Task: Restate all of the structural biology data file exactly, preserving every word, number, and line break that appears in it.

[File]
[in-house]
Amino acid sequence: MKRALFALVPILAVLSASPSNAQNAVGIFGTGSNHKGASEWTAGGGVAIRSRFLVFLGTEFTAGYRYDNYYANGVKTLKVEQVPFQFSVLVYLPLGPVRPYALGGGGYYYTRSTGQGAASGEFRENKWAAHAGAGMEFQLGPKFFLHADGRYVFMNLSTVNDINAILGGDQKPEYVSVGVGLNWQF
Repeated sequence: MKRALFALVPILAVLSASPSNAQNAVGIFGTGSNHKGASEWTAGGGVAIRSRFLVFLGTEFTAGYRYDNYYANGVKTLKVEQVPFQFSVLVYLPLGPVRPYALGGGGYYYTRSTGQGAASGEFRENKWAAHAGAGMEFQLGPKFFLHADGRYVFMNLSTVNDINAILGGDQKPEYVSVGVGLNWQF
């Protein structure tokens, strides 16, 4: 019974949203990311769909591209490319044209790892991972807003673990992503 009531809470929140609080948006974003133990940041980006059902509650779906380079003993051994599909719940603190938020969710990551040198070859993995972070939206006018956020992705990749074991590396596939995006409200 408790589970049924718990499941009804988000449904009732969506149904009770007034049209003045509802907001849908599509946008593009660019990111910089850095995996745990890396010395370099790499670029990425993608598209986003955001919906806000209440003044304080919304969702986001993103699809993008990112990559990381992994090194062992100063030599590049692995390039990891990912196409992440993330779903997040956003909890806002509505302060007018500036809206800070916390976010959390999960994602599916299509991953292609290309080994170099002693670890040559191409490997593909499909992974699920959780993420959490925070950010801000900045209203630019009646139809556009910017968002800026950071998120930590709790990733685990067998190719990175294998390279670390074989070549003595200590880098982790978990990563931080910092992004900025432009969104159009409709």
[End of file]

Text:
[in-house]
Amino acid sequence: MKRALFALVPILAVLSASPSNAQNAVGIFGTGSNHKGASEWTAGGGVAIRSRFLVFLGTEFTAGYRYDNYYANGVKTLKVEQVPFQFSVLVYLPLGPVRPYALGGGGYYYTRSTGQGAASGEFRENKWAAHAGAGMEFQLGPKFFLHADGRYVFMNLSTVNDINAILGGDQKPEYVSVGVGLNWQF
Repeated sequence: MKRALFALVPILAVLSASPSNAQNAVGIFGTGSNHKGASEWTAGGGVAIRSRFLVFLGTEFTAGYRYDNYYANGVKTLKVEQVPFQFSVLVYLPLGPVRPYALGGGGYYYTRSTGQGAASGEFRENKWAAHAGAGMEFQLGPKFFLHADGRYVFMNLSTVNDINAILGGDQKPEYVSVGVGLNWQF
């Protein structure tokens, strides 16, 4: 019974949203990311769909591209490319044209790892991972807003673990992503 009531809470929140609080948006974003133990940041980006059902509650779906380079003993051994599909719940603190938020969710990551040198070859993995972070939206006018956020992705990749074991590396596939995006409200 408790589970049924718990499941009804988000449904009732969506149904009770007034049209003045509802907001849908599509946008593009660019990111910089850095995996745990890396010395370099790499670029990425993608598209986003955001919906806000209440003044304080919304969702986001993103699809993008990112990559990381992994090194062992100063030599590049692995390039990891990912196409992440993330779903997040956003909890806002509505302060007018500036809206800070916390976010959390999960994602599916299509991953292609290309080994170099002693670890040559191409490997593909499909992974699920959780993420959490925070950010801000900045209203630019009646139809556009910017968002800026950071998120930590709790990733685990067998190719990175294998390279670390074989070549003595200590880098982790978990990563931080910092992004900025432009969104159009409709």